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A suspected poacher was trampled to death by a herd of elephants over the weekend in South Africa’s Kruger National Park (KNP), according to a statement from the national park officials.

The statement revealed that the deceased and his accomplices were fleeing from Rangers when they ran into a breeding herd of elephants.

“Field Rangers were out on a routine patrol at the Phabeni area when they detected incoming spoor and made a follow up in pursuit of the suspects. Three individuals were spotted by the Rangers and attempted to run away, but Rangers requested backup from the Airwing and K9 unit,” the statement read.

“One of the suspects was arrested following assistance from the Airwing and K9 unit. The suspect informed the rangers that the group had run into a herd of elephants and was not sure if his accomplice had managed to escape. “

“The Rangers discovered his accomplice badly trampled and unfortunately succumbed to his injuries.”

The third suspect is said to have been injured in the eye but continued to flee.

A rifle was recovered and the case was referred to police, who together with the pathology team attended to the scene. The search for the third suspect is underway.

Elephant ivory is coveted because it can be fashioned into items like combs, pendants and other exotic jewelry.

The global trade in elephant ivory, with rare exceptions, has been outlawed since 1989 after the population of African animals dropped from millions in the mid-20th century to about 600,000 by the end of the 1980s.

– Poaching explosion –

Both elephant species had seen particularly sharp declines since 2008, as poaching for ivory exploded.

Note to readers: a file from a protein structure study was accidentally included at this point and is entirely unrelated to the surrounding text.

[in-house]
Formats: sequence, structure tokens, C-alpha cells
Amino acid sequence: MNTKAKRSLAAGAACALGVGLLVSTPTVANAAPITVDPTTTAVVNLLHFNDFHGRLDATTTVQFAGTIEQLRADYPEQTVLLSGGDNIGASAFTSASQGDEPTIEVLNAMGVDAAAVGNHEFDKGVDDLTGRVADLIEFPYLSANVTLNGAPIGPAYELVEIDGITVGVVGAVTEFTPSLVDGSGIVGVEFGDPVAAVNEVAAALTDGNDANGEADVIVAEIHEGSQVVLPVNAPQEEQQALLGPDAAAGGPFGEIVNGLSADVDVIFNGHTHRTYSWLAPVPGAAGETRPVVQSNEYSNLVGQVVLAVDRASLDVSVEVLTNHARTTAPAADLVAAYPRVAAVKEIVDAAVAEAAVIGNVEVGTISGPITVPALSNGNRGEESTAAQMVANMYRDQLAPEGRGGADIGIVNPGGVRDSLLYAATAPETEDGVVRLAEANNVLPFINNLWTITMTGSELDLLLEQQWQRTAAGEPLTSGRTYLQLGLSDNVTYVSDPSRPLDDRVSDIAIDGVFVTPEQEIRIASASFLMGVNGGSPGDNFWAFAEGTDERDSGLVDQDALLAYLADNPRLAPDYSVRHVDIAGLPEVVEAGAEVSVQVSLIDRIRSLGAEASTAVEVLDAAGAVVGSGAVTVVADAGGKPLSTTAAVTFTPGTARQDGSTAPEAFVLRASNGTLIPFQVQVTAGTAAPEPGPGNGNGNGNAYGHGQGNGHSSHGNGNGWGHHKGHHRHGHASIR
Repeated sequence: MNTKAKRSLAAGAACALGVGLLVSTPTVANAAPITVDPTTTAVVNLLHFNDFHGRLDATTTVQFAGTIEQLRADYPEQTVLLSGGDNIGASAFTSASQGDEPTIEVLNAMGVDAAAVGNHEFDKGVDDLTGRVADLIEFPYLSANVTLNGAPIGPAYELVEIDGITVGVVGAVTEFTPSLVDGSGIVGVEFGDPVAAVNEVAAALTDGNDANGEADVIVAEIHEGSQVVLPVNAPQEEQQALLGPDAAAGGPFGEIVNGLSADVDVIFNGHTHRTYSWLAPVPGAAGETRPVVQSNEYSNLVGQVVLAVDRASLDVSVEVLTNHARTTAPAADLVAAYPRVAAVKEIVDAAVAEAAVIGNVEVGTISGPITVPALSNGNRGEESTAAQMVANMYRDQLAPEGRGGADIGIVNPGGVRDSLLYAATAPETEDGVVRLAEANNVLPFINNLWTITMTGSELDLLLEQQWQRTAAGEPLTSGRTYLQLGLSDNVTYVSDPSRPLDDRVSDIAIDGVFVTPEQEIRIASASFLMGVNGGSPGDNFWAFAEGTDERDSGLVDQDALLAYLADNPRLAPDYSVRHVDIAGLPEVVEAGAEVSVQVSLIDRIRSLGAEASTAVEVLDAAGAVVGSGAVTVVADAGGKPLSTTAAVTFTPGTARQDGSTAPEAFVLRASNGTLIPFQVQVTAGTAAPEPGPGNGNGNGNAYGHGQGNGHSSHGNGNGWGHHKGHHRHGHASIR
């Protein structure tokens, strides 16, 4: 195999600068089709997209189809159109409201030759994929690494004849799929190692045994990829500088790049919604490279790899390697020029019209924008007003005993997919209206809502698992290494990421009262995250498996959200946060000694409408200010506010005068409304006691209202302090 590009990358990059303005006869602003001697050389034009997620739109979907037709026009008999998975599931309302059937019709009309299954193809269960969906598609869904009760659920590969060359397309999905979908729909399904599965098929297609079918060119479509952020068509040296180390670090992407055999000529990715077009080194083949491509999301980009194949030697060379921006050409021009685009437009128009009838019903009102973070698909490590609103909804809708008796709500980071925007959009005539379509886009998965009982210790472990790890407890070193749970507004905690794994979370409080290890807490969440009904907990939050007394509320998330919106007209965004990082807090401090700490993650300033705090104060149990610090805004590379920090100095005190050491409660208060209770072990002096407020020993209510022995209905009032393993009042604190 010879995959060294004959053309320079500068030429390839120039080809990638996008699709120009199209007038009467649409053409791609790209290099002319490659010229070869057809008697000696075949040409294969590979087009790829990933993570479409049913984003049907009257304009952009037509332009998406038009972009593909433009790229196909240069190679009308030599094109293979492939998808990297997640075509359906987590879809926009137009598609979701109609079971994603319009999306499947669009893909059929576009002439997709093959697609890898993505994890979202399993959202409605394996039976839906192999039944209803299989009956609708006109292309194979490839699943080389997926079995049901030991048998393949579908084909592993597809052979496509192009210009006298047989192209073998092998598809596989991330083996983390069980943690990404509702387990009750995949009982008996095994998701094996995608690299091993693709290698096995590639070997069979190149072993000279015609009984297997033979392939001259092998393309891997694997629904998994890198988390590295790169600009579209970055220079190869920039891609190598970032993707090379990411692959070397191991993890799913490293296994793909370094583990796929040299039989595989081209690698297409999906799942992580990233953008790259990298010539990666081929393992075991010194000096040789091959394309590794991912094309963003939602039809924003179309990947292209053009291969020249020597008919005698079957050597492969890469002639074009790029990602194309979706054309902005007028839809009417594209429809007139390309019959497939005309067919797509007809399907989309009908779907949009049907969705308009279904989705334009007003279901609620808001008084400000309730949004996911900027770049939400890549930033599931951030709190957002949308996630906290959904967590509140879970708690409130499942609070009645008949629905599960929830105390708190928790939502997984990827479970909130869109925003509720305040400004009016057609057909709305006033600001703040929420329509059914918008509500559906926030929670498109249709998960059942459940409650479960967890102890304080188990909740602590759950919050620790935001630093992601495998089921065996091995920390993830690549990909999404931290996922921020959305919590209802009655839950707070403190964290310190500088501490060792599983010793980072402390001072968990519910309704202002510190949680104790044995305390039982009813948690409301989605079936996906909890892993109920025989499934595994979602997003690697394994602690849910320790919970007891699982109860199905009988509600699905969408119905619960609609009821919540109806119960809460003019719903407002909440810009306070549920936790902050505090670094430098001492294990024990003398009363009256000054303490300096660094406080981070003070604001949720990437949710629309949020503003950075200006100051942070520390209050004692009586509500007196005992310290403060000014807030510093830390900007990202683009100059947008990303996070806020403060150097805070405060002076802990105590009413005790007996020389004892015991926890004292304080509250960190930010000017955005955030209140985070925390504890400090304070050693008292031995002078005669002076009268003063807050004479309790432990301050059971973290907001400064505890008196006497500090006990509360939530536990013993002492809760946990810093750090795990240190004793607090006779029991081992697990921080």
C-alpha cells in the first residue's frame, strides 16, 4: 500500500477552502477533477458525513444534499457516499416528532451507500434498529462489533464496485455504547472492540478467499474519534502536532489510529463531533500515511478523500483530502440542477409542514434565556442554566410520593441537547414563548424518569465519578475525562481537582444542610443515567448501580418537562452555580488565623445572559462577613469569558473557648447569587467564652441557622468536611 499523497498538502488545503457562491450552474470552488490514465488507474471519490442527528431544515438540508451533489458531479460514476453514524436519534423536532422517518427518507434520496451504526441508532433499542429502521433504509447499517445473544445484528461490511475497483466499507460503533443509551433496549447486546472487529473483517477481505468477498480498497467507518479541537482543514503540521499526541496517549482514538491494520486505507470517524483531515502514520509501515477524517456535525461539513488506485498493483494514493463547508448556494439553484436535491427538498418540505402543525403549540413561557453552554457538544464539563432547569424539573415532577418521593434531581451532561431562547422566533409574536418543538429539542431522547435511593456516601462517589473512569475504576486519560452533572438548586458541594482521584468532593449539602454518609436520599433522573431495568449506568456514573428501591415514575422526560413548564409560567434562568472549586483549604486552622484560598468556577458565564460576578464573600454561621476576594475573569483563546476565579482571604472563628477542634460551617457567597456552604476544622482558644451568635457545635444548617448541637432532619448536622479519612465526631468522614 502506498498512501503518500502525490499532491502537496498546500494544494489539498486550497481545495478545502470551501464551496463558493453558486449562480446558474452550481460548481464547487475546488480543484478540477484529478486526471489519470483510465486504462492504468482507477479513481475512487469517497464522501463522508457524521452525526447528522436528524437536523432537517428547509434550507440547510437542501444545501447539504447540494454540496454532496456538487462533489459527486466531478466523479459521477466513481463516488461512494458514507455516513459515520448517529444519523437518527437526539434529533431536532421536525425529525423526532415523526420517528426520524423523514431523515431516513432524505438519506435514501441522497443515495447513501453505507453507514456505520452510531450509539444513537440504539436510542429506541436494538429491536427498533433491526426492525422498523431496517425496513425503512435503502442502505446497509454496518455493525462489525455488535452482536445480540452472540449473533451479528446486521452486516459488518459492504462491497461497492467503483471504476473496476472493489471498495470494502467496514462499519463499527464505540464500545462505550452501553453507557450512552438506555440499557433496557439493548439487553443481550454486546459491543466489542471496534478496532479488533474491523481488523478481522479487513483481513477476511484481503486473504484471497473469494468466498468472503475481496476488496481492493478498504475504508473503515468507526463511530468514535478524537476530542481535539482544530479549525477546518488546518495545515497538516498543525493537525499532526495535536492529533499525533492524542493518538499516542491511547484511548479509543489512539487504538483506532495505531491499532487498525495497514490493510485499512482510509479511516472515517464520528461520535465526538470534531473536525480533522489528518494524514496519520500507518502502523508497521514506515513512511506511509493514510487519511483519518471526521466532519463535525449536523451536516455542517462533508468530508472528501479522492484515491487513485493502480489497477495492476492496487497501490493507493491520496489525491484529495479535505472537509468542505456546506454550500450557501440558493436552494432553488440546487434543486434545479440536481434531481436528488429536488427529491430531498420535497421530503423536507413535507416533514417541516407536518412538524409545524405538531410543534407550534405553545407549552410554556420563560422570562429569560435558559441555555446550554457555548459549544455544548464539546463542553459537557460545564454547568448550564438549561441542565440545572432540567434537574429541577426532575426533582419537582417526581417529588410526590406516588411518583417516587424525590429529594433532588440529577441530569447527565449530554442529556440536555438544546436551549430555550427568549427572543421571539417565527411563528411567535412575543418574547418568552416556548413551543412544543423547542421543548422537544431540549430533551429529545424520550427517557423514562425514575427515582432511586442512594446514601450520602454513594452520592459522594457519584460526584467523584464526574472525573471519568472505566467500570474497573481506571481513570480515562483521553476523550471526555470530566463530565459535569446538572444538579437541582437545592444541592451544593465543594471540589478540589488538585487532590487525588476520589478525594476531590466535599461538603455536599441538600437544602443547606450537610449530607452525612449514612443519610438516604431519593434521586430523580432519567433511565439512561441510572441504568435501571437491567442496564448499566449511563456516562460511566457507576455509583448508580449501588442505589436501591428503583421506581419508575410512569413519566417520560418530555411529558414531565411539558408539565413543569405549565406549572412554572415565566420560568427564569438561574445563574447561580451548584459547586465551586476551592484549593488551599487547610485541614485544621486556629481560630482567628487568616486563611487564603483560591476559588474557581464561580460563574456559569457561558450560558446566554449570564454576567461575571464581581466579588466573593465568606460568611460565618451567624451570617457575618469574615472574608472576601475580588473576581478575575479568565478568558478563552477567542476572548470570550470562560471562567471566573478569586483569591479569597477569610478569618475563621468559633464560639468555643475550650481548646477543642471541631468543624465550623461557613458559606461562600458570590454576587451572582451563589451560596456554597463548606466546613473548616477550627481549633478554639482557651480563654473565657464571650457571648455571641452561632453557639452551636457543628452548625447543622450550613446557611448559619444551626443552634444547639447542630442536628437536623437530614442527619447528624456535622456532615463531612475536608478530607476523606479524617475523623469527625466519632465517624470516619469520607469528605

The problem peaked in 2011, but continues to threaten populations, the International Union for Conservation of Nature (IUCN) said.

Perhaps even more alarming, according to Okita-Ouma, is the ever-increasing destruction of elephant habitats due to expanding land use for agriculture and other activities.

“If we don’t plan our land-use properly, moving forward, then as much as we stop poaching and we stop the illegal killing of these animals, there will still be other forms of indirect killings as a result of poor land-use planning,” he said.

Despite the overall declining trend, Thursday’s report highlighted the positive impact conservation efforts can have.

Some forest elephant populations have stabilized in well-managed conservation areas in Gabon and the Republic of Congo.

And savanna elephant numbers have been stable or growing for decades in the Kavango-Zambezi transfrontier conservation area that stretches across the borders of five southern African countries.

“Several African countries have led the way in recent years, proving that we can reverse elephant declines, and we must work together to ensure their example can be followed,” Oberle said.

Okita-Ouma said the Covid-19 pandemic was taking a toll on conservation efforts as many countries had seen tourism revenues used to fund protection measures evaporate.

At the same time, he said, the dramatic decline in human activity in many areas had allowed elephants to “recolonize” areas they had previously been driven from.

“During the lockdowns, we have seen animals moving all over, and that is a positive side for the animals.”

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